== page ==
He looked calm, apart from a darkening welt on his forehead. He did not speak. An Indian Air Force officer later said Nachiketa is a bachelor whose only family is an ailing father.

?We are treating him as a prisoner of war and treating him according to the Geneva Convention,? said a Pakistani army commander. ?More than that, we are treating him in the Islamic tradition, with hospitality and care,? he added. Pakistan did not say when Nachiketa would be handed over to the Indian authorities.

India has demanded that Nachiketa be returned, saying that he is not a prisoner of war because the two nations are not at war. Pakistan, however, is holding him in a military base outside occupied Kashmir.

Earlier, journalists were allowed to see Nachiketa but not allowed to interview him. They were not permitted to take photographs either.

Nachiketa may be ?safe and sound?, but there is little news of the man who went in search of him. Yesterday, as Nachiketa floated down in a parachute, another IAF pilot, Squadron Leader Ajay Ahuja, hovered over in a MiG-21 to spot the landing area of his colleague.

Moments later, Ahuja radioed his team leader: ?Hercules One, suspecting a missile hit.? Ahuja?s plane was shot down by Pakistan. Though India says he is missing in action, Pakistan claimed he had been killed. But till tonight, his body has not been found.

Pakistani army took journalists to the wreckage site which was 12 km inside occupied Kashmir. But Indian officials have said that a plane hit while moving at high speed could continue to travel several kilometres off course.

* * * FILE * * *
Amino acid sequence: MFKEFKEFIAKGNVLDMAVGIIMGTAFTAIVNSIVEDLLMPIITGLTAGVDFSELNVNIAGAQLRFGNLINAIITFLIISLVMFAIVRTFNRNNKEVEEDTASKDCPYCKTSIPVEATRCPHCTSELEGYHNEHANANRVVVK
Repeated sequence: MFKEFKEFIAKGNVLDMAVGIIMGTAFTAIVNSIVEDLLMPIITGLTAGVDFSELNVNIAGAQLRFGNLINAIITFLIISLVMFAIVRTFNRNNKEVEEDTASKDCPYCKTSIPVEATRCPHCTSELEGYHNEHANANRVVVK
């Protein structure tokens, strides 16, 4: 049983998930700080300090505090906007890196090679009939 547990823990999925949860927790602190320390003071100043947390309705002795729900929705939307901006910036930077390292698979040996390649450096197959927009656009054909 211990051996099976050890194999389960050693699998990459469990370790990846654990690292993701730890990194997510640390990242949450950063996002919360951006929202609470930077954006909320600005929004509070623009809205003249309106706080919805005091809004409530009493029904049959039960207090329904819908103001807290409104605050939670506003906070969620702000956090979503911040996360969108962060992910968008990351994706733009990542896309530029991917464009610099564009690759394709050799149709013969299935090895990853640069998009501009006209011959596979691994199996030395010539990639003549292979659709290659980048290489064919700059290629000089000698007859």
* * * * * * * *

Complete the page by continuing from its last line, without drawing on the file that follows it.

Dogfight to be on ground

India is now paying the price in Kargil for not being able to raise the cost for Pakistan in its proxy war in Jammu and Kashmir.

Ever since 1989, when Pakistan launched its third successful attempt after 1947 and 1965 to push in militants into Jammu and Kashmir, India has failed to evolve a strategy to deter Pakistan from its design to foment an insurgency in order to internationalise the issue of Jammu and Kashmir. Consequently, we have been batting on a weak wicket.

Pakistan has raised the threshold of conflict in Kargil. It has pushed in combatants to take and hold ground.

These fighters are, by no description, infiltrators. India has reacted by resorting to the use of air power.

Structurally, India is a reactive nation. The army is no different. It can?t be because it has been nurtured on a defensive diet, building a passive mentality. All this is not to suggest that it will not deliver when given the go-ahead.

The present situation is similar to the infiltration by Pakistan army regulars into Jammu and Kashmir in 1965.